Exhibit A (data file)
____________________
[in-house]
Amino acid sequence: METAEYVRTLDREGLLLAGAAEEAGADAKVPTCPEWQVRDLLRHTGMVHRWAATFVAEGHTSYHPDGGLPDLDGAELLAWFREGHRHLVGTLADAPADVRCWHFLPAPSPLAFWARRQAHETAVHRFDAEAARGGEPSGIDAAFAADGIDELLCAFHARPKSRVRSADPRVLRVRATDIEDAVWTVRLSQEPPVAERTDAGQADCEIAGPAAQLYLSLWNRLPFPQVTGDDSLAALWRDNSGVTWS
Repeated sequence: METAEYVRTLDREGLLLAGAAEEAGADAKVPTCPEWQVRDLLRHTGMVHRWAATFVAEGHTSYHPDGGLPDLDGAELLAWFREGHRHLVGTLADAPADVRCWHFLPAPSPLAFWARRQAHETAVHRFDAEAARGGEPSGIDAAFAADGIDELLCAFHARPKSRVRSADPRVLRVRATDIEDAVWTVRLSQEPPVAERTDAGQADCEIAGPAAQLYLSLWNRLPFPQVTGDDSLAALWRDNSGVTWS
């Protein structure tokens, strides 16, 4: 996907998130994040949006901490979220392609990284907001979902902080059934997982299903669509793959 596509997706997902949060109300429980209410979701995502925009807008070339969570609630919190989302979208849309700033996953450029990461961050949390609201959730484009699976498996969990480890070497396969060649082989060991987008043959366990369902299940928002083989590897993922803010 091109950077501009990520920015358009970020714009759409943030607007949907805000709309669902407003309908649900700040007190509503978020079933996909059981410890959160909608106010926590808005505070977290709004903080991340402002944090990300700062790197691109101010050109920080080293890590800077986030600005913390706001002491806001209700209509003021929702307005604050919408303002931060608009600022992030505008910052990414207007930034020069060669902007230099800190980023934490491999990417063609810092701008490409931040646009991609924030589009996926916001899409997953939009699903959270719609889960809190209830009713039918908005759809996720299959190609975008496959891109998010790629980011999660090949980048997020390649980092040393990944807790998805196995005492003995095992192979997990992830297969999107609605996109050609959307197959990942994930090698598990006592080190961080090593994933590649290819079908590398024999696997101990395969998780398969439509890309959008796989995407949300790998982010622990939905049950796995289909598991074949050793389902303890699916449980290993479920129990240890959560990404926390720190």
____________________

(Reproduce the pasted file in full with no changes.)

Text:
[in-house]
Amino acid sequence: METAEYVRTLDREGLLLAGAAEEAGADAKVPTCPEWQVRDLLRHTGMVHRWAATFVAEGHTSYHPDGGLPDLDGAELLAWFREGHRHLVGTLADAPADVRCWHFLPAPSPLAFWARRQAHETAVHRFDAEAARGGEPSGIDAAFAADGIDELLCAFHARPKSRVRSADPRVLRVRATDIEDAVWTVRLSQEPPVAERTDAGQADCEIAGPAAQLYLSLWNRLPFPQVTGDDSLAALWRDNSGVTWS
Repeated sequence: METAEYVRTLDREGLLLAGAAEEAGADAKVPTCPEWQVRDLLRHTGMVHRWAATFVAEGHTSYHPDGGLPDLDGAELLAWFREGHRHLVGTLADAPADVRCWHFLPAPSPLAFWARRQAHETAVHRFDAEAARGGEPSGIDAAFAADGIDELLCAFHARPKSRVRSADPRVLRVRATDIEDAVWTVRLSQEPPVAERTDAGQADCEIAGPAAQLYLSLWNRLPFPQVTGDDSLAALWRDNSGVTWS
């Protein structure tokens, strides 16, 4: 996907998130994040949006901490979220392609990284907001979902902080059934997982299903669509793959 596509997706997902949060109300429980209410979701995502925009807008070339969570609630919190989302979208849309700033996953450029990461961050949390609201959730484009699976498996969990480890070497396969060649082989060991987008043959366990369902299940928002083989590897993922803010 091109950077501009990520920015358009970020714009759409943030607007949907805000709309669902407003309908649900700040007190509503978020079933996909059981410890959160909608106010926590808005505070977290709004903080991340402002944090990300700062790197691109101010050109920080080293890590800077986030600005913390706001002491806001209700209509003021929702307005604050919408303002931060608009600022992030505008910052990414207007930034020069060669902007230099800190980023934490491999990417063609810092701008490409931040646009991609924030589009996926916001899409997953939009699903959270719609889960809190209830009713039918908005759809996720299959190609975008496959891109998010790629980011999660090949980048997020390649980092040393990944807790998805196995005492003995095992192979997990992830297969999107609605996109050609959307197959990942994930090698598990006592080190961080090593994933590649290819079908590398024999696997101990395969998780398969439509890309959008796989995407949300790998982010622990939905049950796995289909598991074949050793389902303890699916449980290993479920129990240890959560990404926390720190």